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Maintenance and cleaning tips

Keep your cast iron skillet in top-notch condition with these simple tricks

Cast Iron Skillet Maintenance and Cleaning Tips


Cast iron skillets are a classic and durable addition to any kitchen. Its versatility in cooking makes it the go-to tool for many chefs and home cooks alike. However, to keep your cast iron skillet in top-notch condition, maintenance and cleaning should be regularly performed. In this article, we will give you some simple tricks to keep your cast iron skillet looking and functioning like new.

Seasoning Your Cast Iron Skillet

To maintain your cast iron skillet’s non-stick surface, it’s crucial to season it. Seasoning is the process of coating the skillet with a layer of oil and heating it to a high temperature. Here are the steps you should follow to season your skillet:

  1. Preheat your oven to 375°F.
  2. Wash the skillet with hot, soapy water and dry it completely.
  3. Apply a thin layer of vegetable oil or flaxseed oil to the skillet’s surface, using a clean rag or paper towel.
  4. Place the skillet upside down in the oven, using aluminum foil to catch any drips, and leave it there for one hour.
  5. Let the skillet cool completely before storing it.

By seasoning your skillet, you’re creating a natural non-stick surface that will help you cook your food evenly and maintain its original flavor.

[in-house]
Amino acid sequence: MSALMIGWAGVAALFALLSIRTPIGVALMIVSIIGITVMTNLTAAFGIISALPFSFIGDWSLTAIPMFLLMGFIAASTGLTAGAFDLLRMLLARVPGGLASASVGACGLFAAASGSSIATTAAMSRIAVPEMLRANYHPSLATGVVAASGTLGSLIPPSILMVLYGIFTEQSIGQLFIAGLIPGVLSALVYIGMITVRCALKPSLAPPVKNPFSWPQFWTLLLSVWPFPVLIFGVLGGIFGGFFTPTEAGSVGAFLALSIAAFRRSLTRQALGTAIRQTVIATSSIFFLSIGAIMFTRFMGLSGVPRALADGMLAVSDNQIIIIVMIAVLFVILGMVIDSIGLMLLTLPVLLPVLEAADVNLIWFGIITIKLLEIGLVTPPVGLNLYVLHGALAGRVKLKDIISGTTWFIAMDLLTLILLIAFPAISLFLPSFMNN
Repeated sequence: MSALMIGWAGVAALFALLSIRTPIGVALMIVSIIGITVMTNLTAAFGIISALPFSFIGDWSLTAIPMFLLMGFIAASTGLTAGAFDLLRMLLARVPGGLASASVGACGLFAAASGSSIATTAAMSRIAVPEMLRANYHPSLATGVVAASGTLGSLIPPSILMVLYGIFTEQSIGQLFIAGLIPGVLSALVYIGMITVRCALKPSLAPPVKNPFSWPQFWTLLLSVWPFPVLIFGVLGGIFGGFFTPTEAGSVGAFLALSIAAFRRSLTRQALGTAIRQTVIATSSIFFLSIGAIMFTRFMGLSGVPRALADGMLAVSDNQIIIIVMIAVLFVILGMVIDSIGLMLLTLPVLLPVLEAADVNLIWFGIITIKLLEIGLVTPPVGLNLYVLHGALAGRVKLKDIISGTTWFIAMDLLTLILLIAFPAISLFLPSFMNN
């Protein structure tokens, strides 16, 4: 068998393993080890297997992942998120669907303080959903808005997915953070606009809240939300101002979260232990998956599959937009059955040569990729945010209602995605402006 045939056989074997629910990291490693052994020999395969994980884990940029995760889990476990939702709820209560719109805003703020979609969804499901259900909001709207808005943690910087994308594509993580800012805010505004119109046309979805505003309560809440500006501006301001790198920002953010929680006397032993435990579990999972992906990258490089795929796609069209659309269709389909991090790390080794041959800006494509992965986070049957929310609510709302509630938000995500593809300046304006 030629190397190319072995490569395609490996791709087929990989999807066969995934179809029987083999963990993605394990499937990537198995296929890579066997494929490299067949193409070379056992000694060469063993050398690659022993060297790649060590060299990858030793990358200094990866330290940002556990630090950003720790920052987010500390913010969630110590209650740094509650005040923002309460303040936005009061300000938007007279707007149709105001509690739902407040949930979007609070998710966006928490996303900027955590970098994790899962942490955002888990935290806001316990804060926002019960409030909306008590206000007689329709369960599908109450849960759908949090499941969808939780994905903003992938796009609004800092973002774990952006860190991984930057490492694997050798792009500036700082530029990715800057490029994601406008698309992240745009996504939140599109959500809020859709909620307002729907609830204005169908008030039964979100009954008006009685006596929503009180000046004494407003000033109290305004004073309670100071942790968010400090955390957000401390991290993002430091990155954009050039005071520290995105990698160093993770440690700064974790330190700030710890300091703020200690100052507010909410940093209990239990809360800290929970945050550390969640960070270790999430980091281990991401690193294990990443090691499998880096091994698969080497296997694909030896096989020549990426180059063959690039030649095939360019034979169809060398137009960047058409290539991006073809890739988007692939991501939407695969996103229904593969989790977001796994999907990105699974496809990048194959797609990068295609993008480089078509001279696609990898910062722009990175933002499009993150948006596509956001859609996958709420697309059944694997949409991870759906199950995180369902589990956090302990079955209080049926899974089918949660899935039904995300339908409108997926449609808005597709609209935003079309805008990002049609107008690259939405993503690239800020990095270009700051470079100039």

Cleaning Your Cast Iron Skillet

Cleaning a cast iron skillet requires a bit more effort than other cookware. However, by following these simple tips, you’ll be able to keep your skillet clean without damaging its seasoning:

  1. Never soak your skillet in water, as it can rust. Instead, rinse it with hot water and a gentle brush to remove any food residue.
  2. If there are any stubborn stains, add some coarse salt to the skillet and scrub it with a paper towel. Rinse with hot water when finished.
  3. Never use soap to clean your skillet, as it can strip away the seasoning. However, if you must use it, make sure to rinse it thoroughly and re-season your skillet afterward.
  4. After cleaning, dry your skillet thoroughly by placing it on the stove over low heat for a few minutes.
  5. Apply a thin layer of oil to the skillet’s surface to keep it from rusting between uses.

Storing Your Cast Iron Skillet

Proper storage is essential to keep your cast iron skillet in excellent condition. Here are some tips to store your skillet properly:

  1. Store your skillet in a dry, cool place to avoid rust.
  2. Place a paper towel or cloth in between your skillets if you’re storing multiple ones to prevent them from scratching each other.